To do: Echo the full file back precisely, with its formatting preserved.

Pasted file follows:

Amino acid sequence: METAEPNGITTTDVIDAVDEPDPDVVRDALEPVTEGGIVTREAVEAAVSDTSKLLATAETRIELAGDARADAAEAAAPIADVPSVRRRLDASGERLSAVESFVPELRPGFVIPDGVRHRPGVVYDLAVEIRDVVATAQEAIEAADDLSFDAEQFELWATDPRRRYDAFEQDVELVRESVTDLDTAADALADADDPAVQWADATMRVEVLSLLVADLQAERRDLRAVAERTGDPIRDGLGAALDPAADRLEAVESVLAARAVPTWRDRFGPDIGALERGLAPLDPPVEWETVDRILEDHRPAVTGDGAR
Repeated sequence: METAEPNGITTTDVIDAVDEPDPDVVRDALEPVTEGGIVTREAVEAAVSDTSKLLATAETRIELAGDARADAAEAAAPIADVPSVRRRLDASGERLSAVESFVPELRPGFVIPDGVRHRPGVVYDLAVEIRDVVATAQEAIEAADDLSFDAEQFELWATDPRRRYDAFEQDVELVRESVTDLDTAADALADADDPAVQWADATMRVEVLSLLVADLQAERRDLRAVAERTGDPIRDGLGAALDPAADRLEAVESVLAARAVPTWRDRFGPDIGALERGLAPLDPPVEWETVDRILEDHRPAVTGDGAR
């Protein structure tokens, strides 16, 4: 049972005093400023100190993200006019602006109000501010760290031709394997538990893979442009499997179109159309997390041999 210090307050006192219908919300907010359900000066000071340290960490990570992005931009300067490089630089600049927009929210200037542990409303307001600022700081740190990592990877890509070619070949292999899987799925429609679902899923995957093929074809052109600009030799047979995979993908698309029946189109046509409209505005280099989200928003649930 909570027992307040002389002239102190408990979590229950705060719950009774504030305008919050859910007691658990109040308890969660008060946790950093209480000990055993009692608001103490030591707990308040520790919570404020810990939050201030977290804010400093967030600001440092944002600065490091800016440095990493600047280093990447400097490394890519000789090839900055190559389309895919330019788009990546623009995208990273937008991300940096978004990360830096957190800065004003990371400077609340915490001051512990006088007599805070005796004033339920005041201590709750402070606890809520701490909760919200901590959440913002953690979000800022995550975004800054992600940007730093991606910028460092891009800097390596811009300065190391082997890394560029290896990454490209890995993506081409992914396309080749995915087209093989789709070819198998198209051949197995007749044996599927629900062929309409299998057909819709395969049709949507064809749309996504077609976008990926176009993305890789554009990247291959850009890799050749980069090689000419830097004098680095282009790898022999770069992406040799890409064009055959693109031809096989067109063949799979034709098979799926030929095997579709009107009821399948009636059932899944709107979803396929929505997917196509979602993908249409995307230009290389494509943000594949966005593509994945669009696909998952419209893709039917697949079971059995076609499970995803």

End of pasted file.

Amino acid sequence: METAEPNGITTTDVIDAVDEPDPDVVRDALEPVTEGGIVTREAVEAAVSDTSKLLATAETRIELAGDARADAAEAAAPIADVPSVRRRLDASGERLSAVESFVPELRPGFVIPDGVRHRPGVVYDLAVEIRDVVATAQEAIEAADDLSFDAEQFELWATDPRRRYDAFEQDVELVRESVTDLDTAADALADADDPAVQWADATMRVEVLSLLVADLQAERRDLRAVAERTGDPIRDGLGAALDPAADRLEAVESVLAARAVPTWRDRFGPDIGALERGLAPLDPPVEWETVDRILEDHRPAVTGDGAR
Repeated sequence: METAEPNGITTTDVIDAVDEPDPDVVRDALEPVTEGGIVTREAVEAAVSDTSKLLATAETRIELAGDARADAAEAAAPIADVPSVRRRLDASGERLSAVESFVPELRPGFVIPDGVRHRPGVVYDLAVEIRDVVATAQEAIEAADDLSFDAEQFELWATDPRRRYDAFEQDVELVRESVTDLDTAADALADADDPAVQWADATMRVEVLSLLVADLQAERRDLRAVAERTGDPIRDGLGAALDPAADRLEAVESVLAARAVPTWRDRFGPDIGALERGLAPLDPPVEWETVDRILEDHRPAVTGDGAR
């Protein structure tokens, strides 16, 4: 049972005093400023100190993200006019602006109000501010760290031709394997538990893979442009499997179109159309997390041999 210090307050006192219908919300907010359900000066000071340290960490990570992005931009300067490089630089600049927009929210200037542990409303307001600022700081740190990592990877890509070619070949292999899987799925429609679902899923995957093929074809052109600009030799047979995979993908698309029946189109046509409209505005280099989200928003649930 909570027992307040002389002239102190408990979590229950705060719950009774504030305008919050859910007691658990109040308890969660008060946790950093209480000990055993009692608001103490030591707990308040520790919570404020810990939050201030977290804010400093967030600001440092944002600065490091800016440095990493600047280093990447400097490394890519000789090839900055190559389309895919330019788009990546623009995208990273937008991300940096978004990360830096957190800065004003990371400077609340915490001051512990006088007599805070005796004033339920005041201590709750402070606890809520701490909760919200901590959440913002953690979000800022995550975004800054992600940007730093991606910028460092891009800097390596811009300065190391082997890394560029290896990454490209890995993506081409992914396309080749995915087209093989789709070819198998198209051949197995007749044996599927629900062929309409299998057909819709395969049709949507064809749309996504077609976008990926176009993305890789554009990247291959850009890799050749980069090689000419830097004098680095282009790898022999770069992406040799890409064009055959693109031809096989067109063949799979034709098979799926030929095997579709009107009821399948009636059932899944709107979803396929929505997917196509979602993908249409995307230009290389494509943000594949966005593509994945669009696909998952419209893709039917697949079971059995076609499970995803």